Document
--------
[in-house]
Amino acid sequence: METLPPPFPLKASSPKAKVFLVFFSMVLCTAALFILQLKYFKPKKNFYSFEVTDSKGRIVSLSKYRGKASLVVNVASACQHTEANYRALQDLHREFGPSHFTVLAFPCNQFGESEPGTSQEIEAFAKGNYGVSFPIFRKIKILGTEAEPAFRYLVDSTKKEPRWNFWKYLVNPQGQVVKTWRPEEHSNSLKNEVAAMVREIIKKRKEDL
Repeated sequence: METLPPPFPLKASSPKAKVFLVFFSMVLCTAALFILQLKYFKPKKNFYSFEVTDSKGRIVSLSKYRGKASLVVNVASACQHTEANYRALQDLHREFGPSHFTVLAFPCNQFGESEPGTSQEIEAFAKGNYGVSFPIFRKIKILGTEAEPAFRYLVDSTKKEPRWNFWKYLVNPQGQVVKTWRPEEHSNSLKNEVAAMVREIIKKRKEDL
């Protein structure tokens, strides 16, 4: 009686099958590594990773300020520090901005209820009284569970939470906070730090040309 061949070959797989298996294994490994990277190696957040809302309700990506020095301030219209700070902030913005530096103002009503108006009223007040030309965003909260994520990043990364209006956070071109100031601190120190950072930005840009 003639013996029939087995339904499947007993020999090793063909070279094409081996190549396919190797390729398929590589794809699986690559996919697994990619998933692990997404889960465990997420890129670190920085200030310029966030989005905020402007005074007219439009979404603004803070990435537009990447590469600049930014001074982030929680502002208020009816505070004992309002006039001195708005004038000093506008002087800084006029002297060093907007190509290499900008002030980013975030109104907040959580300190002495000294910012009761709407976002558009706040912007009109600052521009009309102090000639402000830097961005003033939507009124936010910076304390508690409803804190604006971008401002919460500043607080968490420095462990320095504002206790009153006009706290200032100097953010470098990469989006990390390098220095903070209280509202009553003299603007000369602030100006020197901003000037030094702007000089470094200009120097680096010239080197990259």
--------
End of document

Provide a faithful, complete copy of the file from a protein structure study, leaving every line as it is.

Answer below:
[in-house]
Amino acid sequence: METLPPPFPLKASSPKAKVFLVFFSMVLCTAALFILQLKYFKPKKNFYSFEVTDSKGRIVSLSKYRGKASLVVNVASACQHTEANYRALQDLHREFGPSHFTVLAFPCNQFGESEPGTSQEIEAFAKGNYGVSFPIFRKIKILGTEAEPAFRYLVDSTKKEPRWNFWKYLVNPQGQVVKTWRPEEHSNSLKNEVAAMVREIIKKRKEDL
Repeated sequence: METLPPPFPLKASSPKAKVFLVFFSMVLCTAALFILQLKYFKPKKNFYSFEVTDSKGRIVSLSKYRGKASLVVNVASACQHTEANYRALQDLHREFGPSHFTVLAFPCNQFGESEPGTSQEIEAFAKGNYGVSFPIFRKIKILGTEAEPAFRYLVDSTKKEPRWNFWKYLVNPQGQVVKTWRPEEHSNSLKNEVAAMVREIIKKRKEDL
């Protein structure tokens, strides 16, 4: 009686099958590594990773300020520090901005209820009284569970939470906070730090040309 061949070959797989298996294994490994990277190696957040809302309700990506020095301030219209700070902030913005530096103002009503108006009223007040030309965003909260994520990043990364209006956070071109100031601190120190950072930005840009 003639013996029939087995339904499947007993020999090793063909070279094409081996190549396919190797390729398929590589794809699986690559996919697994990619998933692990997404889960465990997420890129670190920085200030310029966030989005905020402007005074007219439009979404603004803070990435537009990447590469600049930014001074982030929680502002208020009816505070004992309002006039001195708005004038000093506008002087800084006029002297060093907007190509290499900008002030980013975030109104907040959580300190002495000294910012009761709407976002558009706040912007009109600052521009009309102090000639402000830097961005003033939507009124936010910076304390508690409803804190604006971008401002919460500043607080968490420095462990320095504002206790009153006009706290200032100097953010470098990469989006990390390098220095903070209280509202009553003299603007000369602030100006020197901003000037030094702007000089470094200009120097680096010239080197990259």